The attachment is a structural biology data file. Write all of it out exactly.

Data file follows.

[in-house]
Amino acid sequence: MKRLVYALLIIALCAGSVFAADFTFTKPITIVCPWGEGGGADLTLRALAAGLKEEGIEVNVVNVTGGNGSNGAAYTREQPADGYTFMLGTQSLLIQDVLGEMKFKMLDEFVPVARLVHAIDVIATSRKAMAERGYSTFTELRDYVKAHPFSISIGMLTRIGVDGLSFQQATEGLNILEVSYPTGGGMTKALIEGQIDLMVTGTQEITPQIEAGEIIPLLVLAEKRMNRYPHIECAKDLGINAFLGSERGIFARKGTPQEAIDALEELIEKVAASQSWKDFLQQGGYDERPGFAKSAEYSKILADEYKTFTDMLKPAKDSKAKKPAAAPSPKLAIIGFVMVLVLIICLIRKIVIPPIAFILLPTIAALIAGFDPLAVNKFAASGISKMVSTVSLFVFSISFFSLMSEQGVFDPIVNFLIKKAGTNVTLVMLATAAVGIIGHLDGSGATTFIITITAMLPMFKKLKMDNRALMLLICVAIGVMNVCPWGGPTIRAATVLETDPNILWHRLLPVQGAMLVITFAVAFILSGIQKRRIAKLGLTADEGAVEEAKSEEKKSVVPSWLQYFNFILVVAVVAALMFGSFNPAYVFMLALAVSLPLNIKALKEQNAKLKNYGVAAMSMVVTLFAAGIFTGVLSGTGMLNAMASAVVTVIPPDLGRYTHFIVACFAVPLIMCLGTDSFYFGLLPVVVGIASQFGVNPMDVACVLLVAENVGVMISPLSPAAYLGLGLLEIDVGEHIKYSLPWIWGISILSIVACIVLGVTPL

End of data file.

[in-house]
Amino acid sequence: MKRLVYALLIIALCAGSVFAADFTFTKPITIVCPWGEGGGADLTLRALAAGLKEEGIEVNVVNVTGGNGSNGAAYTREQPADGYTFMLGTQSLLIQDVLGEMKFKMLDEFVPVARLVHAIDVIATSRKAMAERGYSTFTELRDYVKAHPFSISIGMLTRIGVDGLSFQQATEGLNILEVSYPTGGGMTKALIEGQIDLMVTGTQEITPQIEAGEIIPLLVLAEKRMNRYPHIECAKDLGINAFLGSERGIFARKGTPQEAIDALEELIEKVAASQSWKDFLQQGGYDERPGFAKSAEYSKILADEYKTFTDMLKPAKDSKAKKPAAAPSPKLAIIGFVMVLVLIICLIRKIVIPPIAFILLPTIAALIAGFDPLAVNKFAASGISKMVSTVSLFVFSISFFSLMSEQGVFDPIVNFLIKKAGTNVTLVMLATAAVGIIGHLDGSGATTFIITITAMLPMFKKLKMDNRALMLLICVAIGVMNVCPWGGPTIRAATVLETDPNILWHRLLPVQGAMLVITFAVAFILSGIQKRRIAKLGLTADEGAVEEAKSEEKKSVVPSWLQYFNFILVVAVVAALMFGSFNPAYVFMLALAVSLPLNIKALKEQNAKLKNYGVAAMSMVVTLFAAGIFTGVLSGTGMLNAMASAVVTVIPPDLGRYTHFIVACFAVPLIMCLGTDSFYFGLLPVVVGIASQFGVNPMDVACVLLVAENVGVMISPLSPAAYLGLGLLEIDVGEHIKYSLPWIWGISILSIVACIVLGVTPL